GSA’s Federal Acquisition Service Over-Reported Small Business Contracts by $89 Million

Every year, when the SBA releases its annual Small Business Procurement Scorecard, I hear from a few folks who mistrust the data. “I think small business awards are being over-reported,” is a pretty common theme for Scorecard skeptics.

A new GSA Office of Inspector General report is a reminder that it’s not paranoia if people are really out to get you. According to the GSA OIG, the GSA’s Federal Acquisition Service over-reported small business contracts by a whopping $89 million in just two fiscal years.

The GSA OIG sampled procurements that the FAS identified as small business awards in Fiscal Years 2016 and 2017. According to the audit report, the FAS’s identification of small business awards in the Federal Procurement Database System–Next Generation was severely flawed:

We found that FAS’s reporting of small business procurements contained significant inaccuracies. We identified $89 million in procurements erroneously recorded as small business in FPDS-NG.

The GSA OIG explained that the flawed data was the result of Contracting Officers reporting work under the wrong NAICS codes:

We identified 10 procurements totaling $274 million for which the NAICS codes in FPDS-NG did not match the NAICS codes on the contract award documents. Four of those ten procurements, totaling $89 million, were large business procurements identified inaccurately in FPDS-NG as small business procurements due to the wrong NAICS code.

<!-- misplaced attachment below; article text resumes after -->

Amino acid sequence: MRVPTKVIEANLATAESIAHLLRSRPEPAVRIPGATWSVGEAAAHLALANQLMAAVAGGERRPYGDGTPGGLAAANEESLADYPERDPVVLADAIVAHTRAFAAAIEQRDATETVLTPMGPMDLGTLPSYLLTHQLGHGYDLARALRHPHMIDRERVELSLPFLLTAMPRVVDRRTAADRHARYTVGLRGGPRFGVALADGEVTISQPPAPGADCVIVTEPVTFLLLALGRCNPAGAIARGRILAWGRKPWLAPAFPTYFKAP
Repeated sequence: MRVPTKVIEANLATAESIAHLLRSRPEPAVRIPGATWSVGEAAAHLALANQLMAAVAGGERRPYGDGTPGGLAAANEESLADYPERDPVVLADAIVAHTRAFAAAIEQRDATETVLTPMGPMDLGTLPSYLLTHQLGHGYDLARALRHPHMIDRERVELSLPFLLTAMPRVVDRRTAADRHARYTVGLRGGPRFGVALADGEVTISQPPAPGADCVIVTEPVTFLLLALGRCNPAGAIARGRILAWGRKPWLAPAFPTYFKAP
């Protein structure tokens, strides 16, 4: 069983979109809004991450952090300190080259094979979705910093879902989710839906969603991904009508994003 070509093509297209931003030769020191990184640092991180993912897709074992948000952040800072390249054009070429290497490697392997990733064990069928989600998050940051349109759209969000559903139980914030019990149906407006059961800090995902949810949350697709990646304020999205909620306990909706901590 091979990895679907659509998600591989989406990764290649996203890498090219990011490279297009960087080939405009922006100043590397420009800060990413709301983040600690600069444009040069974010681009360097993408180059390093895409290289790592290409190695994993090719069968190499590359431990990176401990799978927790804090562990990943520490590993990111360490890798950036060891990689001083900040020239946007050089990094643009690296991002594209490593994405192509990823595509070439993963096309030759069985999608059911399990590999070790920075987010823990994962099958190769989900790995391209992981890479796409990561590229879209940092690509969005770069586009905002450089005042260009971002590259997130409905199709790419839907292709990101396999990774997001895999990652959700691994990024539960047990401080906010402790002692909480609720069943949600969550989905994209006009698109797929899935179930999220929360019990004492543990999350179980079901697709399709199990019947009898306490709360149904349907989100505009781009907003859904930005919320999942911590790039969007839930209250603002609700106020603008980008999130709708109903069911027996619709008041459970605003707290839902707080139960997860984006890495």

In response to the OIG report, the FAS provided a corrective action plan. Hopefully the FAS’s efforts will eliminate these errors in the future.

It’s worth noting that the GSA OIG didn’t review all FAS procurements from FYs 2016 and 2017–just a sample of 30 large small business contracts awarded in those years. Even from this limited sample, the GSA OIG found that small business awards were over-reported by nearly $90 million.

The SBA gave the GSA an “A” for its small business achievement in FY 2016 and again in FY 2017, but skeptics wouldn’t be crazy to question whether those grades were deserved. Either way, let’s hope that the GSA’s corrective action plan produces trustworthy data moving forward.

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